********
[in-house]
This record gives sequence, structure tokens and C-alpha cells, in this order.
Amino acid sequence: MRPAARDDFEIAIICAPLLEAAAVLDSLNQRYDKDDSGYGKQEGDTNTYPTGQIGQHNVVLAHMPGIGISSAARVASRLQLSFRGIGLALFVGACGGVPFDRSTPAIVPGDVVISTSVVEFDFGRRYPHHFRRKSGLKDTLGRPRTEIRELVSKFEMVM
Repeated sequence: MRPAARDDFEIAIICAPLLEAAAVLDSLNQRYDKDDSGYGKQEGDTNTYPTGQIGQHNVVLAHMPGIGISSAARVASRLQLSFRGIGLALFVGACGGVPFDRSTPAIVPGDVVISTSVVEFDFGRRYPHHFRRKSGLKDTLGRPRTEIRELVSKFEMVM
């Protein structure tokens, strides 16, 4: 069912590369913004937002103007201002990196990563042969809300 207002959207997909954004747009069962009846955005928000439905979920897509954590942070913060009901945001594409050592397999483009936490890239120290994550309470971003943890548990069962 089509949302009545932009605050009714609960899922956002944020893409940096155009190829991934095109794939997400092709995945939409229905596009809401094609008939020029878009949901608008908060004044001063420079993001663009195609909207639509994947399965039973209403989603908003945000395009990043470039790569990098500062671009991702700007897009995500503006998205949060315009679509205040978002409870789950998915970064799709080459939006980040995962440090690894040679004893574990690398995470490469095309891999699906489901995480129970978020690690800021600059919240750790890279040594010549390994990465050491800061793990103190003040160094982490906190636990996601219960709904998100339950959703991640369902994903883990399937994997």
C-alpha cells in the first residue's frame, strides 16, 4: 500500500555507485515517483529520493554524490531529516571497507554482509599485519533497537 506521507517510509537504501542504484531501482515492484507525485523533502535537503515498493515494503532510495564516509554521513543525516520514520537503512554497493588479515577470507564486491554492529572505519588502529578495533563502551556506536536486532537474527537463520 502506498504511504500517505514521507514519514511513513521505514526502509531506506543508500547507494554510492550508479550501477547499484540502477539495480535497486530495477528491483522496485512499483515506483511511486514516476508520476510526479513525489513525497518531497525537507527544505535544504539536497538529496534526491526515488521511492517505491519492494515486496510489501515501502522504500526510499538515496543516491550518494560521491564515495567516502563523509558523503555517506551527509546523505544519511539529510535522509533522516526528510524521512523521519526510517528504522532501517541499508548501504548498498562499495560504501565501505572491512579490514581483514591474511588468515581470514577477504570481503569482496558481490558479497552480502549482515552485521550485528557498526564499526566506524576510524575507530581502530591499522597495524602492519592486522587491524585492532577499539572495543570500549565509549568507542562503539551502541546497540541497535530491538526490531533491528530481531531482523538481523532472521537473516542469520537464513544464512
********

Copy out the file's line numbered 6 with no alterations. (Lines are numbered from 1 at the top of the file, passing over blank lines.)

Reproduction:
C-alpha cells in the first residue's frame, strides 16, 4: 500500500555507485515517483529520493554524490531529516571497507554482509599485519533497537 506521507517510509537504501542504484531501482515492484507525485523533502535537503515498493515494503532510495564516509554521513543525516520514520537503512554497493588479515577470507564486491554492529572505519588502529578495533563502551556506536536486532537474527537463520 502506498504511504500517505514521507514519514511513513521505514526502509531506506543508500547507494554510492550508479550501477547499484540502477539495480535497486530495477528491483522496485512499483515506483511511486514516476508520476510526479513525489513525497518531497525537507527544505535544504539536497538529496534526491526515488521511492517505491519492494515486496510489501515501502522504500526510499538515496543516491550518494560521491564515495567516502563523509558523503555517506551527509546523505544519511539529510535522509533522516526528510524521512523521519526510517528504522532501517541499508548501504548498498562499495560504501565501505572491512579490514581483514591474511588468515581470514577477504570481503569482496558481490558479497552480502549482515552485521550485528557498526564499526566506524576510524575507530581502530591499522597495524602492519592486522587491524585492532577499539572495543570500549565509549568507542562503539551502541546497540541497535530491538526490531533491528530481531531482523538481523532472521537473516542469520537464513544464512